We can’t remember the last time a new vehicle has had such a dream run as the Suzuki Jimny. Since the first pictures of the chunky looking new model were released midway through 2018 Suzuki dealers have been bombarded with enquires from potential buyers.

Showing they are serious many have put down deposits, with a global waiting list of about two to three months. The Suzuki people in Queensland people won’t reveal their figures, but the smiles on their faces are a giveaway.

Even better for Suzuki, the Jimny literally doesn’t have any competition. No other company builds a low-cost small genuine 4WD. While there are many small crossovers and SUVs on sale, none are ‘real’ 4WDs with a body-on-chassis ladder-frame construction.

The engine drives all four wheels through 2H, 4H and 4L modes. It even has a ‘proper’ lever on the centre tunnel to select ranges, not the silly dashboard buttons on the superseded Jimny.

We’ve just attended the Suzuki Jimny launch in Queensland. (Queensland Suzuki operates independently from the rest of Oz, though the two importers are quite good friends these days.)


Though we loved the new Jimny’s shape in photos I reckon it’s not quite so appealing in the metal – it looks just too boxy. Then again, its stunningly practical in the way every square centimetre inside can be used.

Obviously beauty is in the eyes of the beholder, so call into a Suzuki dealer to see what you think.

We do love the new interior, it’s got a neat old-style look with big easy-to-see instruments and Suzuki’s excellent infotainment screen.

Power comes from a 1.5-litre four-cylinder petrol engine with 100 horsepower (75 kW in Aussie numbers) and 130 Nm of torque. The latter is at a relatively high 4000 rpm, but it feels grunty enough over a wide range.

The engine is let down because it’s sitting in front of either a five-speed manual or four-speed automatic transmission. One more gear in the self shifter and a couple more in the auto would have made Jimny nicer to drive.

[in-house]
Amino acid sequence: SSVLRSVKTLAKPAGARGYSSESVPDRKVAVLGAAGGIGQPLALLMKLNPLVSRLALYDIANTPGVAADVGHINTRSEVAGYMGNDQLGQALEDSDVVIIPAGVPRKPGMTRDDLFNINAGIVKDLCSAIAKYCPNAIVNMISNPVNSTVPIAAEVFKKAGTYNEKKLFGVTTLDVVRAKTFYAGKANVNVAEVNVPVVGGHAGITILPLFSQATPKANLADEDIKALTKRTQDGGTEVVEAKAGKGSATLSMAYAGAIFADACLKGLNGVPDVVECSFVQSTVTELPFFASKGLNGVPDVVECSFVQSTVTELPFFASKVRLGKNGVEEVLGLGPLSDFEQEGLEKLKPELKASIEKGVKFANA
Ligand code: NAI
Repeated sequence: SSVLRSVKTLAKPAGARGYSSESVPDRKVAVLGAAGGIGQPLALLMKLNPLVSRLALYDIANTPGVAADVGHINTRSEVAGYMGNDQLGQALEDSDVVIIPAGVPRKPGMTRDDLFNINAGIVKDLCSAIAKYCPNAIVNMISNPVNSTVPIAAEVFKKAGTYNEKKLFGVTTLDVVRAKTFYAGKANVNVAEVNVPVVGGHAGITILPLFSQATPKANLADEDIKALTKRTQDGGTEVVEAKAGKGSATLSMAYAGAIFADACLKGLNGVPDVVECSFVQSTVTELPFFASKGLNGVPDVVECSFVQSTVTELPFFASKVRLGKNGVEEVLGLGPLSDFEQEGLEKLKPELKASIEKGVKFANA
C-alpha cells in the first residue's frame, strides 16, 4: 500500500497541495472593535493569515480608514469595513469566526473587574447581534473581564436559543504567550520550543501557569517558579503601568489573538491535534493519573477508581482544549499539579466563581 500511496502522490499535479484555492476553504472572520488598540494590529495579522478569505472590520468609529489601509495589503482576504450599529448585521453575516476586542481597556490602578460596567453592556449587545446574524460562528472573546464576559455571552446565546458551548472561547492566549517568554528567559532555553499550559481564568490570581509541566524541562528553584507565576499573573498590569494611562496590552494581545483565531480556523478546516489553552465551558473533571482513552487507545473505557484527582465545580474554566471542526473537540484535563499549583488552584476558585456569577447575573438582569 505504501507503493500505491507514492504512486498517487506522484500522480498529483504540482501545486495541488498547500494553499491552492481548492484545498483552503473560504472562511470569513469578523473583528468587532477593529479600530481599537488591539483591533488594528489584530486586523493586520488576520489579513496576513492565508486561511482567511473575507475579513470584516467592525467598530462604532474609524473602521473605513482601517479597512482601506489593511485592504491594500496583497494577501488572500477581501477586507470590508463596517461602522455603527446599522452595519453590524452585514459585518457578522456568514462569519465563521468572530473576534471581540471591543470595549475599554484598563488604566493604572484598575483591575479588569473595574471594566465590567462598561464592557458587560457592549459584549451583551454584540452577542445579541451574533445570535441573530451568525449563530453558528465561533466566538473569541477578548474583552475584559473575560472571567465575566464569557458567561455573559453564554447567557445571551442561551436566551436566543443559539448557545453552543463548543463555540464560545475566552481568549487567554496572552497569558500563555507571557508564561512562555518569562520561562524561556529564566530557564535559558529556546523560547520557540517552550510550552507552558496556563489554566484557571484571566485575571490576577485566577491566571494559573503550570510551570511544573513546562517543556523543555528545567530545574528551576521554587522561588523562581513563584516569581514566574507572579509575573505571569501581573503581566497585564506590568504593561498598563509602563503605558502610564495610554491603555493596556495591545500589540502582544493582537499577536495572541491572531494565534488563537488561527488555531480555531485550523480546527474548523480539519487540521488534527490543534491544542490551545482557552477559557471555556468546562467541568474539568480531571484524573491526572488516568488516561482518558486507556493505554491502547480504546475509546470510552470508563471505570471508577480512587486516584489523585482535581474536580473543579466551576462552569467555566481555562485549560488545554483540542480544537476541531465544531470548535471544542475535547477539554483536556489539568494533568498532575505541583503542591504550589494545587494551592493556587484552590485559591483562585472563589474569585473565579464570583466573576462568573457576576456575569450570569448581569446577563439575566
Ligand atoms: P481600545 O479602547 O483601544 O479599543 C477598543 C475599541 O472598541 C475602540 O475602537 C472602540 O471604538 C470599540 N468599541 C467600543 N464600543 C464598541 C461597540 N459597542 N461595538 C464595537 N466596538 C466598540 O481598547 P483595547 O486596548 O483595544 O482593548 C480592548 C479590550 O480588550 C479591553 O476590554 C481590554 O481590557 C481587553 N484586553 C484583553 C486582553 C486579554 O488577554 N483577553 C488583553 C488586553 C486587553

Our brief on-road testing was done only in a manual. The engine is running at 3000 revs on country roads when almost every other new vehicle is turning over in the low 2000s. The engine is reasonably well insulated from the cabin but it does sound busy.


Ride comfort is way ahead of any other Suzuki Jimny, Sierra or LJ Series 4WD we have driven. It’s perhaps not the quite to the same standard as a Swift or Baleno, but comes mighty close.

Similarly, cornering shows levels of grip and ease of control at speeds belying that fact that it’s a body on chassis 4WD.

Then came the exciting part of the testing – serious off-road driving on moguls and steep, deeply rutted hill trails. Suzuki Jimny is just brilliant. It has even better approach / ramp-over / departure angle than before. It has clever features that provide maximum grip to the tyres that have traction by using Suzuki’s All Grip Pro system.

Suzuki Jimny takes you places where other alleged SUVs would get well and truly stuck and does it so easily that it feels more like a stroll in the park than a battle with the terrain.

The front seats are larger than in the superseded Jimny and, due to the squared off body, you don’t feel you’re rubbing against the person sitting alongside you. There’s more space in the back seats and they have reasonable legroom even with a full-sized adult sitting in front of you.

Boot space is pretty good for such a small vehicle and the back seats fold down to improve cargo space. You can also fold the front passenger seat almost flat to provide enough length to carry a ladder or long surfboard. Folding down the driver’s seat as will make a vaguely comfortable double bed.

At this stage only a single model is on sale in Queensland, Jimny GLX. It’s priced at $23,990 for a manual and $25,990 for the auto. On-road costs have to be factored in.

A lower-specced Jimny GL seems likely to be introduced later. Stay tuned and we will advise if / when that happens.

All-in-all the latest baby Suzuki 4WD is a masterpiece of automotive engineering and practicality. If you enjoy adventurous weekends but live in a big city and can only afford one vehicle – Jimny is it.

About Ewan Kennedy

Ewan Kennedy, a long-time car enthusiast, was Technical Research Librarian with the NRMA from 1970 until 1985. He worked part-time as a freelance motoring journalist from 1977 until 1985, when he took a full-time position as Technical Editor with Modern Motor magazine. Late in 1987 he left to set up a full-time business as a freelance motoring journalist. Ewan is an associate member of the Society of Automotive Engineers - International. An economy driving expert, he set the Guinness World Record for the greatest distance travelled in a standard road vehicle on a single fuel fill. He lists his hobbies as stage acting, travelling, boating and reading.
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